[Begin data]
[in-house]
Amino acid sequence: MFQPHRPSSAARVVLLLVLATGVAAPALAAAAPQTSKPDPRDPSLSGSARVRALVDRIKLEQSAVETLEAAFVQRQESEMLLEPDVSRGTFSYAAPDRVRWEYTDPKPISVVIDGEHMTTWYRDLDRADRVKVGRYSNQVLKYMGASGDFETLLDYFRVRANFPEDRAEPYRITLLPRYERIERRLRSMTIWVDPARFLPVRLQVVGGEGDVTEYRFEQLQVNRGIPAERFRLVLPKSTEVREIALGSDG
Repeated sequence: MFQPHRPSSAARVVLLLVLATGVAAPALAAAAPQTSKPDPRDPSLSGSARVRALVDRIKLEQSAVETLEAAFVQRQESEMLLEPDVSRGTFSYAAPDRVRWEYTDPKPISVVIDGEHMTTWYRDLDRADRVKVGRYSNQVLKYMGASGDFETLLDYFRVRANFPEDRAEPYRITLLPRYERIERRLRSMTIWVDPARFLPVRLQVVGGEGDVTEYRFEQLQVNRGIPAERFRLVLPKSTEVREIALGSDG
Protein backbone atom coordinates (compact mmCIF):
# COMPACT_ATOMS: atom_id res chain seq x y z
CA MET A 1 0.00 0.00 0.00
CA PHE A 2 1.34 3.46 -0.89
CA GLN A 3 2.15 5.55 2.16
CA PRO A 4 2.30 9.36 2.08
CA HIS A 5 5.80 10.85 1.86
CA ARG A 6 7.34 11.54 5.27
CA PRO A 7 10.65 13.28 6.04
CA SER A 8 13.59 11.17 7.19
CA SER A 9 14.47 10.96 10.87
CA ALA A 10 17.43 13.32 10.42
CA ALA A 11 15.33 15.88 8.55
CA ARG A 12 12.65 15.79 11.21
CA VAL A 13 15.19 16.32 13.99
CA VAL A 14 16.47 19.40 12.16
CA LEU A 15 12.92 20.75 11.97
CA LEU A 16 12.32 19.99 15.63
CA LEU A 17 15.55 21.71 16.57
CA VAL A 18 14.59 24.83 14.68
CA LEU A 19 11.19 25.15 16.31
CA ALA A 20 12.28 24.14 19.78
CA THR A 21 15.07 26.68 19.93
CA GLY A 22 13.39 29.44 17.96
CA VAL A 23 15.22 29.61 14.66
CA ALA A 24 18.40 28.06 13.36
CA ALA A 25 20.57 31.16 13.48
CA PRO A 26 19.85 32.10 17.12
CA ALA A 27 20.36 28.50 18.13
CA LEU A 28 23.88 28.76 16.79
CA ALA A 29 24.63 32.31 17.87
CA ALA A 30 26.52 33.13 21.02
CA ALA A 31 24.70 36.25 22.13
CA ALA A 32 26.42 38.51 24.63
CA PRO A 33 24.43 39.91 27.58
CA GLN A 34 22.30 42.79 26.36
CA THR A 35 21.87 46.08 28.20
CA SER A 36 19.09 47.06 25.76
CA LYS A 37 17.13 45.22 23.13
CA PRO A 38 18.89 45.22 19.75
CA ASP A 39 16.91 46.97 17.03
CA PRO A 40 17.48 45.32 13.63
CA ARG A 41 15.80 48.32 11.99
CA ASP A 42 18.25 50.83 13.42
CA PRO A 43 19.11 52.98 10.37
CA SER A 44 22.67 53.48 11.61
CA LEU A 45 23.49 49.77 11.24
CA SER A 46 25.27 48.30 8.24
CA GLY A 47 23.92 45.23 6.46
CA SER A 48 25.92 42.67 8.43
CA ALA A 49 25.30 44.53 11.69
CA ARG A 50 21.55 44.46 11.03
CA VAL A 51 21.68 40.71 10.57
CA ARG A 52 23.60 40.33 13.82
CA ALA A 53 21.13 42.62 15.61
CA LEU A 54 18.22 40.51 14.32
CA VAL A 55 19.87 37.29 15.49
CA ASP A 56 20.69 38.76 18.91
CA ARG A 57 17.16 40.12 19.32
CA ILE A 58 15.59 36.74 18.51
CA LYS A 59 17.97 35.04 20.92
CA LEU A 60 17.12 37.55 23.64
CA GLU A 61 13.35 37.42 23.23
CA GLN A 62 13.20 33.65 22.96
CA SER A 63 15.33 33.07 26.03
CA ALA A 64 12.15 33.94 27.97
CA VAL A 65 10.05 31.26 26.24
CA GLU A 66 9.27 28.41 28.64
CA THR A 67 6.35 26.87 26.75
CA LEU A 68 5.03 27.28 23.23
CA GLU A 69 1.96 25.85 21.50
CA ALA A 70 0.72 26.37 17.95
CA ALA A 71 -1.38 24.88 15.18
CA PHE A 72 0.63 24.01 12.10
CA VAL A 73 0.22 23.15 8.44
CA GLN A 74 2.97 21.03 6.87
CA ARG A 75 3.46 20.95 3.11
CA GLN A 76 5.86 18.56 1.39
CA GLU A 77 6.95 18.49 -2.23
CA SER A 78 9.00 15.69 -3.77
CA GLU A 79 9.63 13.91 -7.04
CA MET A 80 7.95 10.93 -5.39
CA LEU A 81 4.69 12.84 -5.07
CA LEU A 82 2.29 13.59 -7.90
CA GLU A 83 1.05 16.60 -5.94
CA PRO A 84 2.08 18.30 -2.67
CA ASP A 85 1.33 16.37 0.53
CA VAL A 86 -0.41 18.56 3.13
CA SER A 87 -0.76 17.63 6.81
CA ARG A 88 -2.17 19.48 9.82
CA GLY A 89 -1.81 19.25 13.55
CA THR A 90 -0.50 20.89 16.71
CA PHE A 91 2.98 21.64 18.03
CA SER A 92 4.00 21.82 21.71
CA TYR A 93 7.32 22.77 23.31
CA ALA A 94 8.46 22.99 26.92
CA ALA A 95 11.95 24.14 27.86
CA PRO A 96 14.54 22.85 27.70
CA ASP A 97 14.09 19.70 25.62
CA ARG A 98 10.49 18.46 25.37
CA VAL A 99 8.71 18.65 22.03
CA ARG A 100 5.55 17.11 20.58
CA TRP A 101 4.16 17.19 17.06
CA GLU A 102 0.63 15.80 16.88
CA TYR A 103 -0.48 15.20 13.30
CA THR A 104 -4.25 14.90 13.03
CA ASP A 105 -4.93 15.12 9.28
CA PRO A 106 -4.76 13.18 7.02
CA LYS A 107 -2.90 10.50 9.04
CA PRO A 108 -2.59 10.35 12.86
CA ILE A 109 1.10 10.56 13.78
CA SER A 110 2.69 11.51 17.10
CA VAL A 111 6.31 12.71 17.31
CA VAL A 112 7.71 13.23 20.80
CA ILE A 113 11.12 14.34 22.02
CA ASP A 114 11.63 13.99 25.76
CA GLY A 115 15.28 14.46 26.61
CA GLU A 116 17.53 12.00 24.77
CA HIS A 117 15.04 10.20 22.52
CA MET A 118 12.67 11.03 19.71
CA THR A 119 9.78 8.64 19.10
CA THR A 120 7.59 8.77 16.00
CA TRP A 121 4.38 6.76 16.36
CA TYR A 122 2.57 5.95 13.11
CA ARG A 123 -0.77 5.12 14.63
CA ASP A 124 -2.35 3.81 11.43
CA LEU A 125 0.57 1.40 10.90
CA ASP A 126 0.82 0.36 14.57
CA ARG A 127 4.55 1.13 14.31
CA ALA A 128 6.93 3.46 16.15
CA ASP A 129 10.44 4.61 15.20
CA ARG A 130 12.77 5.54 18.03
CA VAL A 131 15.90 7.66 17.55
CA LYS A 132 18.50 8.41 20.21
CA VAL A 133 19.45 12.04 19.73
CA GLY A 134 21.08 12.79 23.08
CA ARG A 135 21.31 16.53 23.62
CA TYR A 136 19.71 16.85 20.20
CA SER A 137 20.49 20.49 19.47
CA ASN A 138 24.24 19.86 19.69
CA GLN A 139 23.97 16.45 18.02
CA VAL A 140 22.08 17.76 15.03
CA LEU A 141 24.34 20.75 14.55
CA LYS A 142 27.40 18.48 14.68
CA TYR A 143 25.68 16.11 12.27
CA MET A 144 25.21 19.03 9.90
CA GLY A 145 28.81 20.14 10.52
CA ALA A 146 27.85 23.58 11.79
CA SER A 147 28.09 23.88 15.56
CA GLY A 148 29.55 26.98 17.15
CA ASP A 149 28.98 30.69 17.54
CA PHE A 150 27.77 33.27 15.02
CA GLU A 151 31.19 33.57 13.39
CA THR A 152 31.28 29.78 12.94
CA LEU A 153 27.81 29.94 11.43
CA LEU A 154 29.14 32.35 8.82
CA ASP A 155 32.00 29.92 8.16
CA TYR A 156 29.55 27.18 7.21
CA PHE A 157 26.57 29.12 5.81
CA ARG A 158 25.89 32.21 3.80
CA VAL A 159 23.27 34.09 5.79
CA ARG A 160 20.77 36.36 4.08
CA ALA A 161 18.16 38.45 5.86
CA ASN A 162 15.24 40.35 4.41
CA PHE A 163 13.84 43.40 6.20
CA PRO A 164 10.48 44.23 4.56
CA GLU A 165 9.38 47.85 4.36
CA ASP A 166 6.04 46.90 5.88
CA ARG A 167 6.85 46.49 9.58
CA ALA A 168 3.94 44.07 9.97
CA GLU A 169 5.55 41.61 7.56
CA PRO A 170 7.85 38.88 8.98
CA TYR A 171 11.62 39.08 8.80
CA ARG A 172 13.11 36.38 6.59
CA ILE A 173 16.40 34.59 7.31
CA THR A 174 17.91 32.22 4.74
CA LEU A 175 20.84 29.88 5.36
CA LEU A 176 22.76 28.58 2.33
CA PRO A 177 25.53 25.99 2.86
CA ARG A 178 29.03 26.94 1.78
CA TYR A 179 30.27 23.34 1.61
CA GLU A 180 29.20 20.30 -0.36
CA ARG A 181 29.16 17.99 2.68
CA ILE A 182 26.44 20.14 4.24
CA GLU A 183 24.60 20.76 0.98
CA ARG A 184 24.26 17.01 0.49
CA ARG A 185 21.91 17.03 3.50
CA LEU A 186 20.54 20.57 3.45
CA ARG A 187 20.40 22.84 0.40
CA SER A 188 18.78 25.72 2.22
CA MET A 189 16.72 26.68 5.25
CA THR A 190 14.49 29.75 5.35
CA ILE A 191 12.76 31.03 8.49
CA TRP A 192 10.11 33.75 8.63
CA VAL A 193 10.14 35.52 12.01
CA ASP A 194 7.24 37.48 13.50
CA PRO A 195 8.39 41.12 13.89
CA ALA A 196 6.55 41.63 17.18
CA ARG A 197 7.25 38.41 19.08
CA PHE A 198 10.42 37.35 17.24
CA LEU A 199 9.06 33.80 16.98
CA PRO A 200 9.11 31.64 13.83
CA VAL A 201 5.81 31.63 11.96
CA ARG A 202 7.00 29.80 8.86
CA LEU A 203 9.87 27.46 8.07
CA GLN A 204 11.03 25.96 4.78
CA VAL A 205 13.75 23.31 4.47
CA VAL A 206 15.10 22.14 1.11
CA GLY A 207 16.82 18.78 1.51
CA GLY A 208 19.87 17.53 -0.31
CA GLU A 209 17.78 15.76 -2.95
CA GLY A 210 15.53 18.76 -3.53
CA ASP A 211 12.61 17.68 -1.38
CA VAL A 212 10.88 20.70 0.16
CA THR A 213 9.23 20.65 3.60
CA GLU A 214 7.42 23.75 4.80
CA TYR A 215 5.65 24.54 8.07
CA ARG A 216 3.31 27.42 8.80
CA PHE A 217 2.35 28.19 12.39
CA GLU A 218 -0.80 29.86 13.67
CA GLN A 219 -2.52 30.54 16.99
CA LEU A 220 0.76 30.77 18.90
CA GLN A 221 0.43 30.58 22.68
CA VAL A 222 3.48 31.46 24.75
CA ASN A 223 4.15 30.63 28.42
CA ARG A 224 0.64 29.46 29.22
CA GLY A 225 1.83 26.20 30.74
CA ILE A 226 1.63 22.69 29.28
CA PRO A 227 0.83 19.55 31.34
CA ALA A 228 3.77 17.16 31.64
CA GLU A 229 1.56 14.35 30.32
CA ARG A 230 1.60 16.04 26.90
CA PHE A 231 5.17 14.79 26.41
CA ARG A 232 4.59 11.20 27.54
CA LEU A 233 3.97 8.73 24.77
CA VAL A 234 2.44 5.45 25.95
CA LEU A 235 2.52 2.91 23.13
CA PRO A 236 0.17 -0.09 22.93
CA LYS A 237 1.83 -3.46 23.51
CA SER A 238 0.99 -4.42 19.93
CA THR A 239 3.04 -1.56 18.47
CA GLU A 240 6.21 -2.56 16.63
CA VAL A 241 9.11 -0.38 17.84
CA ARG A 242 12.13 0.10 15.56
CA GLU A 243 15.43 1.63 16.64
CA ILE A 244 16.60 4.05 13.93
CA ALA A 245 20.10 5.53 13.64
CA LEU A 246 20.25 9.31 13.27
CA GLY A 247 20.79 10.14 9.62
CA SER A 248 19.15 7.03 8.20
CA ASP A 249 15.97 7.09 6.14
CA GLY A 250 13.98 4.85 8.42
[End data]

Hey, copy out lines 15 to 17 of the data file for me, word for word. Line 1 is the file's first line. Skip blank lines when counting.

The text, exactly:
CA ALA A 10 17.43 13.32 10.42
CA ALA A 11 15.33 15.88 8.55
CA ARG A 12 12.65 15.79 11.21